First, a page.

Paris Hotels and their luggage labels in 1910

by Joao-Manuel Mimoso




Paris, the city of lights is also known for having more hotels than any other single town. Telling the history of its first class hotels or illustrating the full body of its luggage labels would need a knowledge much more encyclopedic than mine, a site much larger than I have, and certainly a much, MUCH more comprehensive collection than my own. So, I decided to make a cut in 1910 and illustrate a choice of labels of the most important Parisian hotels of the time as well as a few others of particular interest.


In the beginning there was the London Exhibition of 1851 and the French wish to do it better and on a greater scale than their neighbors. The successive and increasingly ambitious Universal Exhibitions held in Paris in 1855, 1867, 1878, 1889 and 1900 were powerful motifs for urban development and a boost for the hotel industry. But the origin of the modern Parisian hôtellerie can be brought back to an earlier time, to the first Hotel Meurice, founded before 1820. The hotel that existed in 1910 was the result of a total reconstruction (in 1906-07) of the earlier hotel of the same name that occupied several buildings in the Rue de Rivoli.

  To speak of Parisian hôtellerie in the XIX century is to speak of the brothers Pereira (Péreire, in French), capitalists and entrepreneurs extraordinaires. Of Portuguese origin, the Pereiras established themselves first in Bordeaux and then in Paris where they soon made a reputation for farseeing entrepreneurship. It was the lack of proper lodgings in number to welcome the expected visitors to the first Universal Exhibition to be held in Paris that lead emperor Napoleon III to invite the Pereira brothers to build a grand hotel of majestic proportions worthy of the reborn French Empire. The result was the Grand Hotel du Louvre (1855).
  The Grand Hotel du Louvre reigned supreme for the better part of a decade until it was superseded by a new endeavor by Emilio and Isaac Pereira, of which more later. In 1875 the hotel was sold to a departmental store (The Louvre Galleries) which gradually cannibalized its premises in benefit of the store. In 1886 a hotel on the opposite side of the Place du Palais Royal was bought for use as annex to the Grand Hotel du Louvre and it is this annex, later expanded with the acquisition of another contiguous hotel, that since 1887 carries the name of Hotel du Louvre to this day.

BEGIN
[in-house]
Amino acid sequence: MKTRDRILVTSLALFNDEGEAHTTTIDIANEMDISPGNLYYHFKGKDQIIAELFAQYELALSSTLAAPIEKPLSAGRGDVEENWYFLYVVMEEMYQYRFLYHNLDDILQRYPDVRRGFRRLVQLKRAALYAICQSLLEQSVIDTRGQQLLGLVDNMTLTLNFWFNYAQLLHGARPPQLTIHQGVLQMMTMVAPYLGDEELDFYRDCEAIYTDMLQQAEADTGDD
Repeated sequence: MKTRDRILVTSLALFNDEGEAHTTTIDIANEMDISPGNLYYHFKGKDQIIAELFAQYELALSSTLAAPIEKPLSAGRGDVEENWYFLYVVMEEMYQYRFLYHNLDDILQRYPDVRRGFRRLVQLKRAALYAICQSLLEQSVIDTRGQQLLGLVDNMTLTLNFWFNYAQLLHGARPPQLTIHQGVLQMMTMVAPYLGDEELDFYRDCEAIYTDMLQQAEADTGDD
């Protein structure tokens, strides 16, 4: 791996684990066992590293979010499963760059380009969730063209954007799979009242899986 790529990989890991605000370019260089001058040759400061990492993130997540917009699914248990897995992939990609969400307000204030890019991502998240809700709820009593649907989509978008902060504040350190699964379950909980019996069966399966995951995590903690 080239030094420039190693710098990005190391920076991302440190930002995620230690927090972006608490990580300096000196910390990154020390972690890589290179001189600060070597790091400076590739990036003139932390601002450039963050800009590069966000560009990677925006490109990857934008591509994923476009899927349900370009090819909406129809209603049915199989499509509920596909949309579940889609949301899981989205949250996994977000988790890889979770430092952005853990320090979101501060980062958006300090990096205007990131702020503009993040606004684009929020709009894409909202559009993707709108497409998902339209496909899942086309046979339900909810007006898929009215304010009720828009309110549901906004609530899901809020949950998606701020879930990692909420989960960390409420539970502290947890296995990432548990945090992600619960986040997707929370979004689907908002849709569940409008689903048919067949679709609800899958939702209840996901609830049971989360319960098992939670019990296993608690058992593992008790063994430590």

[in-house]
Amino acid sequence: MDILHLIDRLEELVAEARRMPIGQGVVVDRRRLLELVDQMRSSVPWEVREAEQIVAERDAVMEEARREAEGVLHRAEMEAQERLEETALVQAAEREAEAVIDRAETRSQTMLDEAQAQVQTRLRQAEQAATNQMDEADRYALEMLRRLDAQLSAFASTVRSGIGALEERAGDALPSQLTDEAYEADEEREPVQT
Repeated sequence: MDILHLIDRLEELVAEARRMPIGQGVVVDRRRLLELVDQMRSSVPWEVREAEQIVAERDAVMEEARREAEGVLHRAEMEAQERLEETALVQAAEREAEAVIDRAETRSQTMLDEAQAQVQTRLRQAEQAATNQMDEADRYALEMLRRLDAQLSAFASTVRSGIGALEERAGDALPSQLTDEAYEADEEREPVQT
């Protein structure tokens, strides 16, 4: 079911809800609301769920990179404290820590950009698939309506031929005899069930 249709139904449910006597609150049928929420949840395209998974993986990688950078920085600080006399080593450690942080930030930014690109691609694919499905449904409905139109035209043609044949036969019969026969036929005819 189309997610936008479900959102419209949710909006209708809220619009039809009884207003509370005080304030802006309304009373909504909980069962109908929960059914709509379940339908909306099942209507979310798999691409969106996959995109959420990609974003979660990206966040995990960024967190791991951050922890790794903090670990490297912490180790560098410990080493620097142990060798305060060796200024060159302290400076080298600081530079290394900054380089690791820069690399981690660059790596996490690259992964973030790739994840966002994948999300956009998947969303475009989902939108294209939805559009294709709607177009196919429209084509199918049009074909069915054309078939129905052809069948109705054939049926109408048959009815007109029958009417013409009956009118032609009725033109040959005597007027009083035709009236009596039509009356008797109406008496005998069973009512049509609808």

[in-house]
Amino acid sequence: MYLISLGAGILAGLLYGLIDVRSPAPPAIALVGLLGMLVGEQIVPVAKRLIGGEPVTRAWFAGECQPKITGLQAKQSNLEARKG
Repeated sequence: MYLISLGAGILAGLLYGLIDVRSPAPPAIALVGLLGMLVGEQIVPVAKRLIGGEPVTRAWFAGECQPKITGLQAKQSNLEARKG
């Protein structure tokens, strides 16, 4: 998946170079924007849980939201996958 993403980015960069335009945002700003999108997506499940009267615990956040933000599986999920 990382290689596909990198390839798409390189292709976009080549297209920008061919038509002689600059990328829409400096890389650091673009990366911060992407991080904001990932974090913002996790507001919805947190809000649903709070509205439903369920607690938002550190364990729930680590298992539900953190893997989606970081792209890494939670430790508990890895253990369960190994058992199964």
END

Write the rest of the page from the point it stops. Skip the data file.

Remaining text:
The next hotel that the society headed by the Pereira brothers built was to be named "Grand Hôtel de la Paix" but there was another nearby hotel named "Hôtel de la Paix" and its owners insisted on the exclusivity of the name. So, the new hotel, completed in 1862, ended up named, simply, "Grand Hotel". The 700-plus room leviathan was erected in only 15 months by working nights under arc lighting- probably the first major construction work to use that solution. Even larger and more luxurious than the Hôtel du Louvre, it was the first hotel in Paris to boast a hydraulic lift. In 1878 one of the lifts of the hotel fell from one of the upper floors on to the ground, killing three. All Paris was moved by the terrible accident. At the turn of the century the entrances were redesigned and the main entrance changed from the Boulevard des Capucines to the Rue Scribe and the hotel acquired the general appearance it bears to this day. Its Salle Des Fêtes is arguably the most spectacular hotel banquet room in the world.

The Hôtel Continental was the next major hotel to be built in Paris. It opened on June 6, 1878 in time to attract business from visitors to the great Universal Exhibition of that year.

As the train became more and more a preferred means of transportation so the French authorities (always with a flair for grandiose public works of a monumental nature) saw fit to build new terminal stations and re-erect the extant on more ambitious proportions. A number of Station Hotels sprung, naturally, from the new conceptions of multipurpose station buildings that had been heralded by the British. The most remarkable Parisian railway station hotels were the Grand Hotel Terminus (1889) on the Gare Saint Lazare and the Palais d'Orsay (1900) on the Gare d'Orléans (today Museum of the Quai d'Orsay).

Other remarkable Parisian hotels founded before 1910 were the fabled Ritz (1898), the Elysée Palace (also of 1898), the Majestic (1908) and the Hôtel de Crillon (1909, but housed in a much earlier palace), the Athenée, located near the Opéra, that opened in 1867 for the Universal Exhibition of that year and the Plaza which, with the former would be in the origin of the famous Plaza-Athenée of today.
Most labels at this time were printed by Boutillier.
Lisbon, Portugal. Feb.09, 2003
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João-Manuel Mimoso